distribution of procedures and services is used for the purpose of 
computing the weighted median.
* * * * *
    (3) Geographic area adjustment factors. A geographic adjustment 
factor (consisting of the ratio of the level of charges in a given 
geographic area to the nationwide level of charges) for each geographic 
area and dental class of service is obtained from Milliman Inc., Dental 
Health Cost Guidelines, a database of nationwide commercial insurance 
charges and relative costs; and a normalized geographic adjustment 
factor computed from the Dental FAIR Health module, as follows: Using 
local and nationwide average charges reported in the FAIR Health 
database, a local weighted average charge for each dental class of 
procedure codes is calculated using utilization frequencies from the 
Milliman Inc., Dental Health Cost Guidelines as weights (see paragraph 
(a)(3) of this section for Data Sources). Similarly, using nationwide 
average charge levels, a nationwide average charge by dental class of 
procedure codes is calculated. The normalized geographic adjustment 
factor for each dental class of procedure codes and for each geographic 
area is the ratio of the local average charge divided by the 
corresponding nationwide average charge. Finally, the geographic area 
adjustment factor is the arithmetic average of the corresponding 
factors from the data sources mentioned in the first sentence of this 
paragraph (h)(3).
* * * * *
    (i) * * *
    (2) * * *
    (ii) RVUs for CPT/HCPCS codes that do not have Medicare-based RVUs 
and are not designated as unlisted procedures. For CPT/HCPCS codes that 
are not assigned RVUs in paragraphs (i)(2)(i) or (iii) of this section, 
total RVUs are developed based on various charge data sources. For 
these CPT/HCPCS codes, the nationwide 80th percentile billed charges 
are obtained, where statistically credible, from the FAIR Health 
database. For any remaining CPT/HCPCS codes, the nationwide 80th 
percentile billed charges are obtained, where statistically credible, 
from the Part B component of the Medicare Standard Analytical File 5 
Percent Sample. For any remaining CPT/HCPCS codes that have not been 
assigned RVUs using the preceding data sources, the nationwide total 
RVUs are calculated by summing the work expense and non-facility 
practice expense RVUs found in Optum Essential RBRVS. The resulting 
nationwide total RVUs obtained using these data sources are multiplied 
by the geographic area adjustment factors determined pursuant to 
paragraph (i)(2)(iv) of this section to obtain the area-specific total 
RVUs.
* * * * *
    (3) Geographically-adjusted 80th percentile conversion factors. 
Representative CPT/HCPCS codes are statistically selected and weighted 
so as to give a weighted average RVU comparable to the weighted average 
RVU of the entire pathology/laboratory CPT/HCPCS code group. The 80th 
percentile charge for each selected CPT/HCPCS code is obtained from the 
FAIR Health database. A nationwide conversion factor (a monetary 
amount) is calculated as set forth in paragraph (i)(3)(i) of this 
section. The nationwide conversion factor is trended forward to the 
effective time period for the charges, as set forth in paragraph 
(i)(3)(ii) of this section. The resulting amount is multiplied by a 
geographic area adjustment factor determined pursuant to paragraph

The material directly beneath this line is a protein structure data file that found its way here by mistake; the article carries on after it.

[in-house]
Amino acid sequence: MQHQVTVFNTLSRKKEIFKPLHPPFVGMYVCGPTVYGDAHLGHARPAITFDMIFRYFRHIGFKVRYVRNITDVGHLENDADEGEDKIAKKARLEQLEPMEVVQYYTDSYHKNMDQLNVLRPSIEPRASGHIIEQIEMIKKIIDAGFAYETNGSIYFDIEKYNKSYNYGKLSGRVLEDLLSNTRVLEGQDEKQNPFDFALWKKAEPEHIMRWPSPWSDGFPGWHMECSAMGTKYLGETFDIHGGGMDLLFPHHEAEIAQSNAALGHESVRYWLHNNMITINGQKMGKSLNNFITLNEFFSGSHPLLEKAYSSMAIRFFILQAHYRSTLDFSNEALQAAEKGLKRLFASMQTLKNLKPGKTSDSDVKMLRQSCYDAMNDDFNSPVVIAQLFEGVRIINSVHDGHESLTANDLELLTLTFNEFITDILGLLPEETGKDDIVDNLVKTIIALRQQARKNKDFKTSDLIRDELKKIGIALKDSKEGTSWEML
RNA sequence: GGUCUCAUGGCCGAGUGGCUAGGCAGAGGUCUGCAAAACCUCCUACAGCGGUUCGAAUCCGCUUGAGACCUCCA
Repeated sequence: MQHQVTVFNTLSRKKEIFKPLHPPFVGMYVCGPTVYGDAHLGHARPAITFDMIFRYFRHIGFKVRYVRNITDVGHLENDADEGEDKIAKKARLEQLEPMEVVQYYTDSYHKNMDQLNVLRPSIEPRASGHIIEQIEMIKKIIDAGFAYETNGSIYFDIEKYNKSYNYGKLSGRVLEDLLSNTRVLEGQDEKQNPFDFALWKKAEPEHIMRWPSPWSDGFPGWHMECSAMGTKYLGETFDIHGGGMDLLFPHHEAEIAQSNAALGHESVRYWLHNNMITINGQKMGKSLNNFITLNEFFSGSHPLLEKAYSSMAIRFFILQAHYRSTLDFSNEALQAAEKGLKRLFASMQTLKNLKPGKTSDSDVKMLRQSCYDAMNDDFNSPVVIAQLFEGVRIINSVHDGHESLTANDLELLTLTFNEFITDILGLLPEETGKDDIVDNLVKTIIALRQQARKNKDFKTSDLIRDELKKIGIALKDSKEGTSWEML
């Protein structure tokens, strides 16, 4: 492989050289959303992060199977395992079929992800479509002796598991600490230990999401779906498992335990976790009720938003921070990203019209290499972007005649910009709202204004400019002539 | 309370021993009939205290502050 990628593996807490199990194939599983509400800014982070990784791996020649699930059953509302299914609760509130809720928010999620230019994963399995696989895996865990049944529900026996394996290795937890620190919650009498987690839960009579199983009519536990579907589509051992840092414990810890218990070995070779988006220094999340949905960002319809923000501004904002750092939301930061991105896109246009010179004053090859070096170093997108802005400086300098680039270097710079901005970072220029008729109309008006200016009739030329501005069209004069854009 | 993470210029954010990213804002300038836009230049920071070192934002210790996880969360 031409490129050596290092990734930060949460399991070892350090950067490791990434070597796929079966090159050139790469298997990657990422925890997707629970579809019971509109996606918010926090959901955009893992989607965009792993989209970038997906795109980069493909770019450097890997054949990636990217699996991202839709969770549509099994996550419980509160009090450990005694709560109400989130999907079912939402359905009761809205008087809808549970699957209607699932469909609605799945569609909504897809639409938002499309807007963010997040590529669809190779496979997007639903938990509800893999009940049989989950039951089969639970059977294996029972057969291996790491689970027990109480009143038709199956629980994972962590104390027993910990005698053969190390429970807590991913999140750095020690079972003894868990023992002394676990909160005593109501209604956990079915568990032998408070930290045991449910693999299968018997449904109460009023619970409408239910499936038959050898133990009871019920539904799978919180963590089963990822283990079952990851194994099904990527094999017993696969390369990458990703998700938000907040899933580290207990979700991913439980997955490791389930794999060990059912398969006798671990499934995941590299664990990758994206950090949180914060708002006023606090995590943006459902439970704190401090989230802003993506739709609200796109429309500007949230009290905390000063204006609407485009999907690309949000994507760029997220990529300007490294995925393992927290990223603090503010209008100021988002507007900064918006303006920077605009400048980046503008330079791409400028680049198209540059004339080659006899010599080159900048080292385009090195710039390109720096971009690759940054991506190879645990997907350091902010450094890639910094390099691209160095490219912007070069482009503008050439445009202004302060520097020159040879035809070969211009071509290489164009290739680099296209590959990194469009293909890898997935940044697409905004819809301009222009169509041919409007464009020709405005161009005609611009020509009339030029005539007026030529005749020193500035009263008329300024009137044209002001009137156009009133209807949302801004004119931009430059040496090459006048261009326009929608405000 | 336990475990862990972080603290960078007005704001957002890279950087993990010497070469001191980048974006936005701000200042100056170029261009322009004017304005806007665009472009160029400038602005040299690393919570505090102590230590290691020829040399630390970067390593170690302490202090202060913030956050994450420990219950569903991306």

(i)(3)(iv) of this section, resulting in the geographically-adjusted 
80th percentile conversion factor for the effective charge period.
* * * * *
    (l) * * *
    (3) Nationwide 80th percentile charges for HCPCS codes without 
RVUs. For each applicable HCPCS code, 80th percentile charges are 
extracted from two independent data sources: the FAIR Health database 
and the combined Part B and DME components of the Medicare Standard 
Analytical File 5 Percent Sample. Charges from each database are then 
trended forward to the effective time period for the charges, as set 
forth in paragraph (l)(3)(i) of this section. Charges for each HCPCS 
code from each data source are combined into an average 80th percentile 
charge by means of the methodology set forth in paragraph (l)(3)(ii) of 
this section. The results constitute the nationwide 80th percentile 
charge for each applicable HCPCS code.
* * * * *
    (ii) Averaging methodology. The average 80th percentile trended 
charge for any particular HCPCS code is calculated by first computing a 
preliminary mean of the available charges for each HCPCS code. 
Statistical outliers are identified and removed. In cases where none of 
the charges are removed, the average charge is calculated as a mean of 
all reported charges.
* * * * *
0
3.


Sec.  17.101   [Amended]

    In the table below, for each section indicated in the left column, 
remove the words indicated in the middle column from wherever it 
appears in the section, and add the words indicated in the right 
column.

------------------------------------------------------------------------
            Section                    Remove                Add
------------------------------------------------------------------------
17.101........................  Chief Business       Office of Community
                                 Office.              Care.
17.101........................  http://www.va.gov/   https://www.va.gov/
                                 cbo, under           COMMUNITYCARE,
                                 ``Charge Data.''.    under ``Payer
                                                      Rates and
                                                      Charges.''
17.101........................  Ingenix/St.          Optum Essential.
                                 Anthony's.
17.101........................  MDR................  FAIR Health.
17.101........................  MedStat............  MarketScan.
17.101........................  Milliman USA, Inc..  Milliman, Inc.

[[Page 57677]]

 
17.101........................  percent Sample.....  Percent Sample.
17.101........................  2.0................  6.5.
17.101........................  6.5................  2.0.
------------------------------------------------------------------------

0
4. Amend Sec.  17.106 by:
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a. Revising paragraph (c)(4).
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b. Adding new paragraph (f)(2)(viii).
    The revisions and additions read as follows:


Sec.  17.106  VA collection rules; third-party payers.

* * * * *
    (c) * * *
    (4) A third-party payer may not, without the consent of a U.S. 
Government official authorized to take action under 38 U.S.C. 1729 and 
this part, offset or reduce any payment due under 38 U.S.C. 1729 or 
this part on the grounds that the payer considers itself due a refund 
from a VA facility. A written request for a refund must be submitted 
within 18 months from the original payment date and adjudicated 
separately from any other claims submitted to the third-party payer 
under 38 U.S.C. 1729 or this part. If third-party payers do not submit 
requests for a refund within this 18-month time frame, VA will not 
provide a refund to third-party payers for a paid claim for any reason.
* * * * *
    (f) * * *
    (2) * * *
    (viii) A provision in a third-party payer's plan that directs 
payment for care or services be refused or lessened because the billing 
is not presented in accordance with a specified methodology (such as a 
line item methodology) is not by itself a permissible ground for 
refusing or reducing third-party payment.
* * * * *

[FR Doc. 2019-22972 Filed 10-25-19; 8:45 am]
 BILLING CODE 8320-01-P